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Der blinde Mörder (2000)

von Margaret Atwood

Weitere Autoren: Siehe Abschnitt Weitere Autoren.

MitgliederRezensionenBeliebtheitDurchschnittliche BewertungDiskussionen / Diskussionen
15,568378302 (3.93)1 / 1045
Die 82-jährige Iris blickt auf ihr Leben und die Ereignisse um den frühen Tod ihrer Schwester Laura unmittelbar nach dem Ende des 2. Weltkriegs zurück und versucht sich Klarheit zu verschaffen. Laura, die durch die posthume Veröffentlichung ihres Romans "Der blinde Mörder" schlagartig berühmt wurde, hatte sich das Leben genommen. - Raffiniert konstruierte Liebesgeschichte aus dem Kanada der 30er Jahre. (Irmgard Andrae) Die verarmte 82-jährige Iris blickt auf ihr Leben und vor allem auf die Ereignisse um den frühen Tod ihrer Schwester Laura in den 40er-Jahren zurück, die sich nach dem Tod des geliebten Mannes von einer Brücke stürzte und in deren Schatten Iris selbst jahrelang lebte. (Irmgard Andrae)… (mehr)
  1. 182
    Abbitte von Ian McEwan (browner56)
    browner56: Two superbly crafted explorations of the cathartic power that comes from the act of writing.
  2. 50
    Ein verborgenes Leben von Sebastian Barry (rbtanger)
  3. 51
    Zum Leuchtturm von Virginia Woolf (the_awesome_opossum)
  4. 41
    Familienalbum von Kate Atkinson (Smiler69)
  5. 20
    A Tale for the Time Being von Ruth Ozeki (sturlington)
    sturlington: Writers and books within books.
  6. 31
    Fall on Your Knees von Ann-Marie MacDonald (jhedlund, djmccord73)
    djmccord73: family history, secrets
  7. 10
    Das Schmetterlingsmädchen: Roman von Laura Moriarty (thea-block)
    thea-block: Pictures of the whole a woman's life, exploring how early decisions effect the rest of their lives.
  8. 10
    Die Entscheidung: Roman von Douglas Kennedy (Pedrolina)
  9. 21
    Die Frau, die es nicht gab. von Maggie O'Farrell (rbtanger)
  10. 10
    Die Stunden von Michael Cunningham (sturlington)
  11. 10
    Wenn ich bei dir bin von Linn Ullmann (KayCliff)
    KayCliff: Laura Chase in The Blind Assassin falls to her death from a bridge over a ravine, just as Stella falls to hers from a roof. The Blind Assassin is concerned with finding out why Laura fell, with newspaper reports given, excerpts from a novel quoted, and passages of narration from Laura's sister -- all out of chronological sequence; just as the cause of Stella's fall is sought through Ullmann's novel by a variety of narrators, with excerpts from a video, all simililarly out of chronological order. Both Stella and Laura act as nurses, and fall prey to unprincipled men. Both novels include a pair of sisters whose mother dies when they are young, leaving the elder girl to take care of the younger; children with absent or unknown fathers; and someone very old, near to their own death, who loved Laura/Stella. Laura's sister fancies, `there was no floor to my room: I was suspended in the air, about to plummet. My fall would be endless -- endlessly down'. Stella's daughter tells her sister, `Mama fell off a roof, Mama's falling still. She falls and falls and never hits the ground'.… (mehr)
  12. 00
    Glass Mountain von Cynthia Voigt (electronicmemory)
    electronicmemory: Two books that are slow, close character studies of our protagonists. They both have lovely prose, vivid imagery and nuance.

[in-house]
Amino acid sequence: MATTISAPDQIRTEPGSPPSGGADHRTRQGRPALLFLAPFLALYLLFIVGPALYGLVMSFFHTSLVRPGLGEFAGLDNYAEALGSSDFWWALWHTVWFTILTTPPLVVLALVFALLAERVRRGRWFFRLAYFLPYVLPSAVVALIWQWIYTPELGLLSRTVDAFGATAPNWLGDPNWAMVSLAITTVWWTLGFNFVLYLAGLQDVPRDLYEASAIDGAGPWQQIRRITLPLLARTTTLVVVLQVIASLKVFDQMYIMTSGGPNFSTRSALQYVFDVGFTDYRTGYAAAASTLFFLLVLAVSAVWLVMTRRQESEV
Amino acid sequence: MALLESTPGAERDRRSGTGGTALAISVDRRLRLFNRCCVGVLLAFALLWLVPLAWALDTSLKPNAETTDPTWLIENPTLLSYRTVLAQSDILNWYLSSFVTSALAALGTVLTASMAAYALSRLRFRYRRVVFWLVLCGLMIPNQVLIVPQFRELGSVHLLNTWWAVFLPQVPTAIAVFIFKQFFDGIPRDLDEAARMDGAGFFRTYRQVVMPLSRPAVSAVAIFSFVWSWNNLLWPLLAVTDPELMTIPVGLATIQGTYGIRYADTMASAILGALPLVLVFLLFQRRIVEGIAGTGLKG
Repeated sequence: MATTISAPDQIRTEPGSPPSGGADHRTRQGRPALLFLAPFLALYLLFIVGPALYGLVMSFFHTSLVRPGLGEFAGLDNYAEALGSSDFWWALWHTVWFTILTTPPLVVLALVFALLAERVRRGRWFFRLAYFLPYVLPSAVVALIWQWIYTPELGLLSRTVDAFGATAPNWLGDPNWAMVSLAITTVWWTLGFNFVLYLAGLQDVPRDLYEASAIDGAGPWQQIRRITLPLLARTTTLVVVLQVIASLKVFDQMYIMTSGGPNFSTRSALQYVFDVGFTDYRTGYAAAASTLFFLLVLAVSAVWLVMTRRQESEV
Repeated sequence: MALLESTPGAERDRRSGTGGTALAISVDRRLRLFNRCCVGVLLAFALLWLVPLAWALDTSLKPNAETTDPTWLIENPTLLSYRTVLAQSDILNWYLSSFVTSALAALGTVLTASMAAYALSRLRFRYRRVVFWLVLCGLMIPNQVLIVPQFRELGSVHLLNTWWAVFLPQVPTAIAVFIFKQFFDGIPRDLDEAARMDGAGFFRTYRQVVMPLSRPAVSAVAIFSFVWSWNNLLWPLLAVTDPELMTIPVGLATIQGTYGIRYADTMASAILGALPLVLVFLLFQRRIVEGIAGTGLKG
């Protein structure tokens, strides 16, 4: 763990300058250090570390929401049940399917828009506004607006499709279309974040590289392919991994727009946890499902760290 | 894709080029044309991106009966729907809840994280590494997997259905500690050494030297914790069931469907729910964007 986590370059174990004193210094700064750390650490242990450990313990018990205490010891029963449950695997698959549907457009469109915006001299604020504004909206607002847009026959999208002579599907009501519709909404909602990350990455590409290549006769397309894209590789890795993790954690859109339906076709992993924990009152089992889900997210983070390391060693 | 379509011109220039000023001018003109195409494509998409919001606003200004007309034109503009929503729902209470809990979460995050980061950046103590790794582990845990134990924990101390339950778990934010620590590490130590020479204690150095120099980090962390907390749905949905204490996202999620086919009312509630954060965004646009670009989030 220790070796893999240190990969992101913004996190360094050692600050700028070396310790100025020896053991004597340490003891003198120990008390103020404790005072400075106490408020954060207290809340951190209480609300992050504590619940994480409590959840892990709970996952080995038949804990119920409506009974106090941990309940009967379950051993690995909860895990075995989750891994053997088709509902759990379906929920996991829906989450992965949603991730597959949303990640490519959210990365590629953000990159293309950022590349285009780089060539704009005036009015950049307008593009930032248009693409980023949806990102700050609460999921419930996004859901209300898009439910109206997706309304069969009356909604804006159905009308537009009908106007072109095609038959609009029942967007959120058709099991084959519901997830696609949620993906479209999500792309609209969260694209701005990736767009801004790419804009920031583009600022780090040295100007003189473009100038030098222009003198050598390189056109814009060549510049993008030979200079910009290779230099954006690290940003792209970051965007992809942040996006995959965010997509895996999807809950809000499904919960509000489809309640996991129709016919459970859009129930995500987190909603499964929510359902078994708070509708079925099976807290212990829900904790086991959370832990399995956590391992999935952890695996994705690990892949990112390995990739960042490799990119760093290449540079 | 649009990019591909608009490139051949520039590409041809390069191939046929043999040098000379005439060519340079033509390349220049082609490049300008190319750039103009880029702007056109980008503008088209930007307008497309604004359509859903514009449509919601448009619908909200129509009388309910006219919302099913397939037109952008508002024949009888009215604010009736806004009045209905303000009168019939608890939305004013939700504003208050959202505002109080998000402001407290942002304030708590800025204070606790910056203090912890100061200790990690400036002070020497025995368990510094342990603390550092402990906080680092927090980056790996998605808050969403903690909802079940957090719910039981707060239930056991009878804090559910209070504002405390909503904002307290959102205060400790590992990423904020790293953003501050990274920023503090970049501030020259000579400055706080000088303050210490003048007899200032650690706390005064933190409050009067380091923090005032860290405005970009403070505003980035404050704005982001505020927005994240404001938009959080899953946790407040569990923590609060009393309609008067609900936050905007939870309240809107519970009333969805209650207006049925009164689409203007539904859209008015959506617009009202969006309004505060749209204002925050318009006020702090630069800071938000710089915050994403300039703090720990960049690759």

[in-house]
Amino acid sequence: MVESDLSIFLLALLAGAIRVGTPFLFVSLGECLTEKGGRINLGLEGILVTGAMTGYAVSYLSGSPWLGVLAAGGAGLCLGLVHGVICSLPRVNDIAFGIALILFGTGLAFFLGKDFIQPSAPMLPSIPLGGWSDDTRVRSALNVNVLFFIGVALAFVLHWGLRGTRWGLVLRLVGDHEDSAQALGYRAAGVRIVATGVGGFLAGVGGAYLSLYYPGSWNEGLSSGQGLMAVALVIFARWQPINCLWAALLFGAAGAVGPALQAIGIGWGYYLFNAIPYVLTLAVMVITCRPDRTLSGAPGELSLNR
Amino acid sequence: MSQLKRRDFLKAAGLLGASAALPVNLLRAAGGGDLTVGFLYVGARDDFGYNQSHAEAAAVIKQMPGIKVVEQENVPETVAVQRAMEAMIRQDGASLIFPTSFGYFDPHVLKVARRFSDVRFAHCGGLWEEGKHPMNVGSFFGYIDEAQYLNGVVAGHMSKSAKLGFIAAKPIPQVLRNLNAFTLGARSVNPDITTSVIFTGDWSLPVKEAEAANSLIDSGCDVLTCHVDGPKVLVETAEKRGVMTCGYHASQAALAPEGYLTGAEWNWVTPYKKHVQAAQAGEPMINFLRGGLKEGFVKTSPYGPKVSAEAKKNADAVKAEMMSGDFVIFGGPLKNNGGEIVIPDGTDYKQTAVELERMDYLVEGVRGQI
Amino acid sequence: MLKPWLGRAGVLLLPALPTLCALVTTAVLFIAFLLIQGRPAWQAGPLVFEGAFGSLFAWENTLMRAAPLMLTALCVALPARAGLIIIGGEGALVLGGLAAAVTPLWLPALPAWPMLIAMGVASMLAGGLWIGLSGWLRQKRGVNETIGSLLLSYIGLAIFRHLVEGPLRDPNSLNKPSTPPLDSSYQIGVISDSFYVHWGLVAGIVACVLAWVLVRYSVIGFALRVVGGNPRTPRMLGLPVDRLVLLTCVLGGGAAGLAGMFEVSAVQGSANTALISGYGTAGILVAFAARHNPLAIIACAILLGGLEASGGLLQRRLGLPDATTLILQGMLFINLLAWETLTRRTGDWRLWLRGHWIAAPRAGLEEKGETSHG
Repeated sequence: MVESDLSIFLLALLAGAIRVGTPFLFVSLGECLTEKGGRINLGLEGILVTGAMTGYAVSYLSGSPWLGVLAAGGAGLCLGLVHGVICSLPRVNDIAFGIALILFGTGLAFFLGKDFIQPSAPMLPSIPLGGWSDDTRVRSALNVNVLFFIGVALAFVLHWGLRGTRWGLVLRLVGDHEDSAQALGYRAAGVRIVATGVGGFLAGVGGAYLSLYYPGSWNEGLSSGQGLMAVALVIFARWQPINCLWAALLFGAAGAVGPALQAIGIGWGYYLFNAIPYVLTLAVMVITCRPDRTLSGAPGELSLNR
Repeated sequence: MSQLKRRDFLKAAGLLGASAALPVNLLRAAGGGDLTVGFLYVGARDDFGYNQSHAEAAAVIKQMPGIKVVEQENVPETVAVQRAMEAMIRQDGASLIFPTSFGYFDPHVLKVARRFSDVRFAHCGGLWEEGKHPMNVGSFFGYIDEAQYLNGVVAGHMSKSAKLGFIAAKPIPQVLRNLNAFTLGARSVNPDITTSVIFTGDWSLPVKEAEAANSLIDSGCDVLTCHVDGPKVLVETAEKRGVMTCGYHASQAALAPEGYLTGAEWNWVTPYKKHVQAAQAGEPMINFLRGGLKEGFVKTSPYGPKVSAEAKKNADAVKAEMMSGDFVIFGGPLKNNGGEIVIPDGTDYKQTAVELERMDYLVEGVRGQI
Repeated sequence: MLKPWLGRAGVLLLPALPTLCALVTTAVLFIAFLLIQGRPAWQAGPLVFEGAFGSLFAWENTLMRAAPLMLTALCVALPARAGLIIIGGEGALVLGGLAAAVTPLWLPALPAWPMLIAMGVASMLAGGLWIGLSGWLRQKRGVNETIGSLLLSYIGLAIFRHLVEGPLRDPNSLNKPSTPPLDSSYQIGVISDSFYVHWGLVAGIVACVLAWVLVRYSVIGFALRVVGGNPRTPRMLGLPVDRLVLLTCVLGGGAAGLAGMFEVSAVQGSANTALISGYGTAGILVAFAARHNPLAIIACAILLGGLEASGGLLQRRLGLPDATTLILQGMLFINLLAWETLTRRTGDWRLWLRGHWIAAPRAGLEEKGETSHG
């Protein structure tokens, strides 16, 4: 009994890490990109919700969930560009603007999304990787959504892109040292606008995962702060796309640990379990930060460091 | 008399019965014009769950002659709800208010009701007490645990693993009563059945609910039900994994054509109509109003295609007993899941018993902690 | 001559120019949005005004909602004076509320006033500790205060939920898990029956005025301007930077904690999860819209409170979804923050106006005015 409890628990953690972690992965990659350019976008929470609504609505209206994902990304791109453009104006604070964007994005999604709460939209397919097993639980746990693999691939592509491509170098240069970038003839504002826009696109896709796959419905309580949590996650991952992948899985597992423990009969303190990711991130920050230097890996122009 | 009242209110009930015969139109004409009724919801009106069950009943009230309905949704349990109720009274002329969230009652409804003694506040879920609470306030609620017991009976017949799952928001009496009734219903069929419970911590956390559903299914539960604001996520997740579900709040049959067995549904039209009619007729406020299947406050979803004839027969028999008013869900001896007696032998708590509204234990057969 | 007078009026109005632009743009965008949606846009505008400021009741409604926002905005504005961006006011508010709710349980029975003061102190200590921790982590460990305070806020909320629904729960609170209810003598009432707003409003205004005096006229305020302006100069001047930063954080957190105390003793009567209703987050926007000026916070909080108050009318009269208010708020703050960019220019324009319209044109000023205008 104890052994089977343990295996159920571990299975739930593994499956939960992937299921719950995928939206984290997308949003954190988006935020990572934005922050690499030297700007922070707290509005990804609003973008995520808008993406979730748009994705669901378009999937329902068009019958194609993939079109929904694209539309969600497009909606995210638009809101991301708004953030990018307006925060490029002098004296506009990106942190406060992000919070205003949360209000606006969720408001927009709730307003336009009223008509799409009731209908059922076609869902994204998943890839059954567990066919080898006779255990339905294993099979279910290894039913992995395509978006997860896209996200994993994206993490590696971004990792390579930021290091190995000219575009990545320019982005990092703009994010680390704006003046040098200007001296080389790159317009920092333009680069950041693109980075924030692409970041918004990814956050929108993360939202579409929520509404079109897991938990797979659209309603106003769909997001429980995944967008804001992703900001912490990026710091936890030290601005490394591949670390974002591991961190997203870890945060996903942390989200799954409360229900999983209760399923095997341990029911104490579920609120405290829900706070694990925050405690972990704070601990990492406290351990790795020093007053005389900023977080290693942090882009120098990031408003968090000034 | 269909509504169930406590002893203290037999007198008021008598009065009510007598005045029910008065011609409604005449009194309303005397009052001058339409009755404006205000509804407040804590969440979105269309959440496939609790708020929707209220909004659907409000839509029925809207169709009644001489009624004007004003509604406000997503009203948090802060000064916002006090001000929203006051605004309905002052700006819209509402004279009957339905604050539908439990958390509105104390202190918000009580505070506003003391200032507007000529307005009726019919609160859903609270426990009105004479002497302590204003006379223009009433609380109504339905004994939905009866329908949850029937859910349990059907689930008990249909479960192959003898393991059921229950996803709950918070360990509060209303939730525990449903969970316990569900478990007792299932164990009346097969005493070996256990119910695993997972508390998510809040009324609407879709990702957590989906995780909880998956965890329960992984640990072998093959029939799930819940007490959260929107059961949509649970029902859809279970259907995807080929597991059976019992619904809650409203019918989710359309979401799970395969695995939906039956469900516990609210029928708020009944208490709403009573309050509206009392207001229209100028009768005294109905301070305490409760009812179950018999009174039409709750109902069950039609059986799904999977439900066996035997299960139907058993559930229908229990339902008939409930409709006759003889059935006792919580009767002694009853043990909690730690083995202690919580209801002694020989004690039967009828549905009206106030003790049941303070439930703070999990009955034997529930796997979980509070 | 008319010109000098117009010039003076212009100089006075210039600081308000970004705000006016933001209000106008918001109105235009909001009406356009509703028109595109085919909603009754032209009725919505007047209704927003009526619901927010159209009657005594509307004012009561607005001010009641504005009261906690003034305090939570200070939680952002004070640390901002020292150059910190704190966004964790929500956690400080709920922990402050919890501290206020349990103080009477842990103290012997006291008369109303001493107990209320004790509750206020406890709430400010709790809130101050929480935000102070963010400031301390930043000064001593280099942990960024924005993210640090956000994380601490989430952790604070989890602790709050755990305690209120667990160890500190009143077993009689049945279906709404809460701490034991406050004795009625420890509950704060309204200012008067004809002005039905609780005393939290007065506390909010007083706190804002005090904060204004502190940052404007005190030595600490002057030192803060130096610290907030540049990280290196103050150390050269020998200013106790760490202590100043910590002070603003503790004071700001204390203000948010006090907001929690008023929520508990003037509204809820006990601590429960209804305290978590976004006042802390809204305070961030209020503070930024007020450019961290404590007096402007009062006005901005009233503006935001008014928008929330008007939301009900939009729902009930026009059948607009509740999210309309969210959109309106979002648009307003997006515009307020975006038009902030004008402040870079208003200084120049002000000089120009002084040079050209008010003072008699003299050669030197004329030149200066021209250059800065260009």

13. 78
    Die Bücherdiebin von Markus Zusak (Anonymer Nutzer)
  14. 01
    Autumn Laing von Alex Miller (jll1976)
    jll1976: Similar themes and style. Also a 'death bed confessional'.
  15. 23
    Die Geschichte der Liebe von Nicole Krauss (PrincessPaulina)
    PrincessPaulina: Main characters are seniors, reexamining their biographies at the end of their lives.
  16. 34
    Die Liebe in Zeiten der Cholera von Gabriel Garcia Marquez (electronicmemory)
    electronicmemory: Historical settings come alive in these novels about the complexities of life among close-knit high society social circles.
  17. 02
    Mein Leben als Fälschung von Peter Carey (PghDragonMan)
    PghDragonMan: Deception is layered on deception until even the truth looks false.
Canada (10)
To Read (615)
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» Siehe auch 1045 Erwähnungen/Diskussionen

The Blind Assassin is, quite simply, one of the best books I have ever read. It is a matryoshka doll of stories. At first, I was wondering what the stories had to do with one another, but it soon becomes obvious that they are multi-layered and interrelated.

Protagonist Iris is writing her memoir in 1999, looking back on events that took place during the 1930’s and 1940’s. News articles are inserted periodically to provide an exterior perspective. It is a story of Iris and her younger sister, Laura, who grow up in a privileged family. The patriarch experiences setbacks due to the Great Depression, and needs an infusion of cash, so he arranges a marriage between Iris and a wealthy industrialist. The sisters meet a working-class labor activist, who is blamed for an incendiary incident.

A science fiction story, told by a man to his lover, is interwoven into the memoir, along with a narrative of what is going on in Iris’s life in the present. The narrative requires the reader’s active engagement, constantly thinking and evaluating, fitting the puzzle pieces together, until the full picture emerges at the end.

Though a structural device is employed, there are multiple strong storylines supporting it. Atwood does not just add an artificial structure for its own sake. As the story progresses, various clues are revealed. The reader’s interpretation of these clues changes the meaning of events that came before. It is Margaret Atwood at her finest. Just brilliant!
( )
  Castlelass | Oct 30, 2022 |